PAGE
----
Jays Draft Review: By the Numbers and Oddities


No matter how little some of us may know about the players that were selected by the Jays in the 2011 draft, scouts seem to agree that the Jays were both very aggressive and successful in having one of the best drafts of all MLB teams aside from the Washington Nationals who took the title of having had the best draft overall. It doesn’t hurt that the player who many predicted would go first overall falls to you at #6, so I’d say that in terms of doing the best job of grinding out each pick, the Jays arguably had the best draft.

Now that it’s over, Jays Journal will be putting out a feature on each and every one of those players. That’s right, we will provide you with anything and everything we can find floating around out there. But, there’s a catch. We will only do so when the player signs. After all, if he doesn’t sign with the Jays, we really don’t care who he is or what he has done. He can go on his merry way and re-enter the draft another year. As Jake Eliopoulos will attest to, a pitcher that the Jays drafted in the 2nd rd of the 2009 draft and again in the 43rd rd of the 2011 draft – quite a steep drop, that’s not always a good idea.

For now, we will just content ourselves will looking through some of the numbers and oddities of the draft, which include making it a family affair.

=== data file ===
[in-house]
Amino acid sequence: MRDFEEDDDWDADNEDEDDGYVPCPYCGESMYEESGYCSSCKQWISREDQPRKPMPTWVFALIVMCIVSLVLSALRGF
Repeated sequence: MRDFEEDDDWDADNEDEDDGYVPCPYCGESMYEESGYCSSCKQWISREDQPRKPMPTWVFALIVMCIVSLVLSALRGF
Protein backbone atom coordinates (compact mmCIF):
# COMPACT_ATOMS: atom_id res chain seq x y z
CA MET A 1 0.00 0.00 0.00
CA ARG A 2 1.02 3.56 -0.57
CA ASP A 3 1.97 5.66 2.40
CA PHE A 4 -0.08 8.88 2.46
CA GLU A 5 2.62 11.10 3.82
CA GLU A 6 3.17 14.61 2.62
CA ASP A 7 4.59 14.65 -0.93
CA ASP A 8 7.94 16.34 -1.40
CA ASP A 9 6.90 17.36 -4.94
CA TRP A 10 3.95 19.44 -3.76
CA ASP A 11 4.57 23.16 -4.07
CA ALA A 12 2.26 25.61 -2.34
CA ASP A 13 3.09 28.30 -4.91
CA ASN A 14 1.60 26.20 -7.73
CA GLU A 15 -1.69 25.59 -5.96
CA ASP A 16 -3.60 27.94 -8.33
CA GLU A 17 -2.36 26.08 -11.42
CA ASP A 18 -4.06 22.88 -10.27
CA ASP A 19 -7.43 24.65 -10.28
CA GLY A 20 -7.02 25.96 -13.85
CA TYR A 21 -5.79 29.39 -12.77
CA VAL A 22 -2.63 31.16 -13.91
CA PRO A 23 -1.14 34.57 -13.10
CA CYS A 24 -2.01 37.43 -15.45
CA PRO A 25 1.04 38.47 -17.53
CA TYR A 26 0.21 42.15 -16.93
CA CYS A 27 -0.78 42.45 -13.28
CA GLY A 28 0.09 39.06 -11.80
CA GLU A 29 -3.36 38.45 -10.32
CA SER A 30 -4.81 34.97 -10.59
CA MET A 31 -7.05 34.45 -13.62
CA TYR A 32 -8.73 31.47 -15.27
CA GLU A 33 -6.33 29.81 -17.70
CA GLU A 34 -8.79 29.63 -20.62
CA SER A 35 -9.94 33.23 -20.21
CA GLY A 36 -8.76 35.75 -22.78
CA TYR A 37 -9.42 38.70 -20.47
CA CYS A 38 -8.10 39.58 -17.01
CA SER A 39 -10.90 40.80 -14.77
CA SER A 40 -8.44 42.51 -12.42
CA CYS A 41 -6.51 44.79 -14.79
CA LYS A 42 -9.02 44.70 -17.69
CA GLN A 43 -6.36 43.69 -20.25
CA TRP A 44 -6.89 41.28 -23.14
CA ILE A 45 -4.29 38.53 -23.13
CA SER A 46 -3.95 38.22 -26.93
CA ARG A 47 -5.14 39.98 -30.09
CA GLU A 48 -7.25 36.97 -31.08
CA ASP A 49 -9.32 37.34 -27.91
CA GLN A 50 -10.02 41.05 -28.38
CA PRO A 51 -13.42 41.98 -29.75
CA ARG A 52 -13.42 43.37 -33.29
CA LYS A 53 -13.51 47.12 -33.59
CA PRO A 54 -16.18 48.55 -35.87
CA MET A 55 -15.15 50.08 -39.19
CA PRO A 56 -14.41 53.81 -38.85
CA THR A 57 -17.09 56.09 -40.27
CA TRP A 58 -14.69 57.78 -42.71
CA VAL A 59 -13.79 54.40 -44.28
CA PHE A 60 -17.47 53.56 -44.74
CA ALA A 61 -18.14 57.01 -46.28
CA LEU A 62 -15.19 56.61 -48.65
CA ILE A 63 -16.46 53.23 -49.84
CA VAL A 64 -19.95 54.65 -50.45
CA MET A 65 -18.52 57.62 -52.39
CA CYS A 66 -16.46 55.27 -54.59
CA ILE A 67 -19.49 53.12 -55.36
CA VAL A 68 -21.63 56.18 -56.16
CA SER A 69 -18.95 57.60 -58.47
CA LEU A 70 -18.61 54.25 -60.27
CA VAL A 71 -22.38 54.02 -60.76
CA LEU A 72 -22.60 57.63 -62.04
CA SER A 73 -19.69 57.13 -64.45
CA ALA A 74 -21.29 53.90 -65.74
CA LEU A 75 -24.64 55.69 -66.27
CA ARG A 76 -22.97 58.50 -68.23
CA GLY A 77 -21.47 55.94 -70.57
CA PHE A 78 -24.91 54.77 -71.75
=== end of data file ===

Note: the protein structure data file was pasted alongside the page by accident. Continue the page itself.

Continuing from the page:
Overall Numbers

The Jays made 55 picks overall and drafted 28 players out of High School, 25 out of College (3 are from Junior Colleges), and 2 without any school affiliation.

Canadian Picks (4)

The Jays drafted 4 Canadians in this draft, led by RHP Thomas Robson who they picked up in the 4th round and was rated as the best undrafted Canadian player at the time. Next came SS Justin Atkinson in the 26th round, who is a rare middle infielder from Canada. The previously mentioned LHP Jake Eliopoulos is next in round 43, and RHP Eric Brown rounded out the draft for the Jays by being the last selection made in the 50th round. Of these picks, 3 are from B.C., and 1 is from Ontario. Not surprisingly, the Jays have scouts in only those 2 provinces.

Texas and Florida Lead the Way (15 picks overall, 8 for Texas, 7 for Florida)

In our scouting page, you can see where the Jays have the most scouts set up and who they are. What makes the fact that the Jays selected 16 picks from Texas and Florida strange is that they have more Area Scouts in California (6) than any other State. In fact, the Jays only have 4 Area Scouts in total betwen both Texas – a massive State – and Florida which have 2 a piece (C.J. Ebarb and Michael Wagner in Texas, and Matt O’Brien and Joel Camprieto in Florida). I’m not going to go as far as to say that it indicates how much influence these scouts have with the Jays, but I will say that it’s an indication of where the best HS baseball talents are located.

The Texas picks came in the 2nd, 3rd, 10th, 13th, 15th, 24th, 38th, and 48th rounds.

The Florida picks came in the 6th, 9th, 19th, 23rd, 25th, 28th, and 49th rounds.

California in Third Place (6)

Surprisingly, the Jays selected only 6 players from the State that has produced the most major league players, California, which has produced 1,974 players according to Baseball Almanac. In comparison, Texas has produced 796 and Florida has produced only 401.